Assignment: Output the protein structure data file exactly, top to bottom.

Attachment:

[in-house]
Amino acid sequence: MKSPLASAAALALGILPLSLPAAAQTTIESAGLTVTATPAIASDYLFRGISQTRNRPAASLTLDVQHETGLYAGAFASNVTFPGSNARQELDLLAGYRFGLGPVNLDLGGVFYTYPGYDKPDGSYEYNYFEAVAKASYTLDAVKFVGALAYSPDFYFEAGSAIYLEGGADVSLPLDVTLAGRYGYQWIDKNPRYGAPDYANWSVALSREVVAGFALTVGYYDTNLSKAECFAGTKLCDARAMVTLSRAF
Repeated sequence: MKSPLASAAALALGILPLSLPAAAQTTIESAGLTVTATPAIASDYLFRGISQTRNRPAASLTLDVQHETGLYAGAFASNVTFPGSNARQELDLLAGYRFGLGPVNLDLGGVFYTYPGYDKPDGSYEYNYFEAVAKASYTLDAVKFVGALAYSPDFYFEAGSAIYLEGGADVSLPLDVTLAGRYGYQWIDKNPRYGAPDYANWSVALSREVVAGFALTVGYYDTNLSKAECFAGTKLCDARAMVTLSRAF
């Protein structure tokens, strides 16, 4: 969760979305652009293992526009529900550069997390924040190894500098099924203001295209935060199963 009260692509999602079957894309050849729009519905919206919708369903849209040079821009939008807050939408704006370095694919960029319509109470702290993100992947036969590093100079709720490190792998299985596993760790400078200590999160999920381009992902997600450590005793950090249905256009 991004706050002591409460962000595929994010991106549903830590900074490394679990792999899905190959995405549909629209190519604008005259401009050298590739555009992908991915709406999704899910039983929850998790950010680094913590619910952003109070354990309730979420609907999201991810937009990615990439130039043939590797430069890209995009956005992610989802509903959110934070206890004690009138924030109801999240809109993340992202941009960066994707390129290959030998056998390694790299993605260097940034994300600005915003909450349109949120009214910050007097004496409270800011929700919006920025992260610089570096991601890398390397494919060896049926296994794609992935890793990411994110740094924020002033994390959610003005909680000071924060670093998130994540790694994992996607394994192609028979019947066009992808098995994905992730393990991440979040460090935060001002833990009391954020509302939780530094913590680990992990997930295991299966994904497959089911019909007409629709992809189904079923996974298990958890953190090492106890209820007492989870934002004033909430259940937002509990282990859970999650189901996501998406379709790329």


[in-house]
Amino acid sequence: MKSPLASAAALALGILPLSLPAAAQTTIESAGLTVTATPAIASDYLFRGISQTRNRPAASLTLDVQHETGLYAGAFASNVTFPGSNARQELDLLAGYRFGLGPVNLDLGGVFYTYPGYDKPDGSYEYNYFEAVAKASYTLDAVKFVGALAYSPDFYFEAGSAIYLEGGADVSLPLDVTLAGRYGYQWIDKNPRYGAPDYANWSVALSREVVAGFALTVGYYDTNLSKAECFAGTKLCDARAMVTLSRAF
Repeated sequence: MKSPLASAAALALGILPLSLPAAAQTTIESAGLTVTATPAIASDYLFRGISQTRNRPAASLTLDVQHETGLYAGAFASNVTFPGSNARQELDLLAGYRFGLGPVNLDLGGVFYTYPGYDKPDGSYEYNYFEAVAKASYTLDAVKFVGALAYSPDFYFEAGSAIYLEGGADVSLPLDVTLAGRYGYQWIDKNPRYGAPDYANWSVALSREVVAGFALTVGYYDTNLSKAECFAGTKLCDARAMVTLSRAF
């Protein structure tokens, strides 16, 4: 969760979305652009293992526009529900550069997390924040190894500098099924203001295209935060199963 009260692509999602079957894309050849729009519905919206919708369903849209040079821009939008807050939408704006370095694919960029319509109470702290993100992947036969590093100079709720490190792998299985596993760790400078200590999160999920381009992902997600450590005793950090249905256009 991004706050002591409460962000595929994010991106549903830590900074490394679990792999899905190959995405549909629209190519604008005259401009050298590739555009992908991915709406999704899910039983929850998790950010680094913590619910952003109070354990309730979420609907999201991810937009990615990439130039043939590797430069890209995009956005992610989802509903959110934070206890004690009138924030109801999240809109993340992202941009960066994707390129290959030998056998390694790299993605260097940034994300600005915003909450349109949120009214910050007097004496409270800011929700919006920025992260610089570096991601890398390397494919060896049926296994794609992935890793990411994110740094924020002033994390959610003005909680000071924060670093998130994540790694994992996607394994192609028979019947066009992808098995994905992730393990991440979040460090935060001002833990009391954020509302939780530094913590680990992990997930295991299966994904497959089911019909007409629709992809189904079923996974298990958890953190090492106890209820007492989870934002004033909430259940937002509990282990859970999650189901996501998406379709790329």